If your business doesn’t have an employee retention plan, it should. Keeping employees around for the long-term means larger profits, increased productivity, and a more stable workplace.
In most industries, the employee retention rate is about 90%; meaning 10% of employees are leaving. This is a good number to aim for. If you aren’t there yet, that’s okay. There are steps you can take to keep your employees around.
There are many benefits to working towards a high employee retention rate.
- It’s expensive to find new talent
Not only is it a hassle to find new employees, it is also expensive. It can cost about 33% of a person’s salary to replace them. Advertising, interviewing, and onboarding add up quickly. You can avoid these recurring costs by making sure your employees want to stay. Decreased costs for recruiting means an increase in profits.
- Increased morale
When an employee leaves, it is a sure bet people are whispering to each other, wondering why. If your business has a high retention rate, employees will be confident in you, as their employer. Less turnover also allows more trust between employees and with management because relationships can develop over time.
- Higher productivity
Companies with higher retention rates tend to have more engaged employees. This means higher levels of productivity and major benefits for your business, like high employee confidence, better customer service, and increased profits.
Looking at the statistics, there are benefits to employee retention. There are many things that employees value, but these are some of the most important factors in making sure they stay for the long-term.
Respect for Management
Having respect for management plays a large role in employee retention. According to a Gallup poll, 50% of people who quit a job do so because of a negative relationship with their manager. That means 1 in 2 employees leave because of ineffective management. So, making sure you have programs to evaluate management effectiveness can play a large part in employee retention.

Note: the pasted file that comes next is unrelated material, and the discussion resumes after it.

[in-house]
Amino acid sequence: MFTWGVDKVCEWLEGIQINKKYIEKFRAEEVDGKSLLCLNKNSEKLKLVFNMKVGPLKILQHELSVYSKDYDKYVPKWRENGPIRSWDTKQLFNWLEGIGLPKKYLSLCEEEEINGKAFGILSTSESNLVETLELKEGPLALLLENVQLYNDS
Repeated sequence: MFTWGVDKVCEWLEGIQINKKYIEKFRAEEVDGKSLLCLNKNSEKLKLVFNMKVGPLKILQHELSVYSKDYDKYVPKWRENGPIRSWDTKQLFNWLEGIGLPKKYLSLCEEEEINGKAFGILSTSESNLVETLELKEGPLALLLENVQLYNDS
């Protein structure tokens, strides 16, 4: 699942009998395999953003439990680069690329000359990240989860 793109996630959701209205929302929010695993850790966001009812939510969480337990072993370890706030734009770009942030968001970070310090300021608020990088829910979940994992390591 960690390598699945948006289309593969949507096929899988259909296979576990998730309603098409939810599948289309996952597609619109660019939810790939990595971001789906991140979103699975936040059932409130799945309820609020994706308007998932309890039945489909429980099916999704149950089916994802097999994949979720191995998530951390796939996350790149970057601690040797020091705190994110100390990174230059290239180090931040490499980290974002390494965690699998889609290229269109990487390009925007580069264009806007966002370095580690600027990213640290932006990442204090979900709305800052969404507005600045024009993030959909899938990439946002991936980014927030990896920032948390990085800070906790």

Internal and external professional development opportunities can help boost employee retention rates. When 1,433 full-time employees were surveyed by The Harris Poll and Instructure, 70% of employees said they would consider leaving their current employer if another opportunity had better professional development opportunities. Creating an internal training program is an effective tool, but you can also offer external learning endeavors to increase employee satisfaction.
Employee burnout is real, and 1 in 2 employees leave because of exhaustion, according to a Forbes report. Considering Americans spend an average of 40% of their life at work, this is no surprise. Making an effort to ensure employee morale stays high can help with retention. This might include having non-work activities like team building or a happy hour. Consistent surveying of employees to gauge their feelings about their workload can also help identify a decrease in morale before it leads to people leaving their job.
Employees want to be recognized for their efforts. A Bonusly survey with SurveyMonkey showed that 63% of employees who feel their company recognized them are less likely to look elsewhere for a job. People want to feel like their work is meaningful, and recognition helps reinforce this feeling. An official recognition program is the best, but even informal recognition can help employee retention.
Overall, evaluating your retention rates and taking steps to make sure your employees are satisfied can have immeasurable benefits for your business.
Work Institute. Work Institute 2017 Retention Report. Accessed June 21, 2022.
Gallup. The No. 1 Employee Benefit That No One’s Talking About. Accessed June 21, 2022.
Instructure Bridge. How to get today’s employees to stay and engage? Develop their careers. Accessed June 21, 2022.
Forbes. Burnout Is Sabotaging Employee Retention: Three Things You Must Know To Help. Accessed June 21, 2022.
SurveyMonkey. Can employee recognition help you keep them longer?. Accessed June 21, 2022.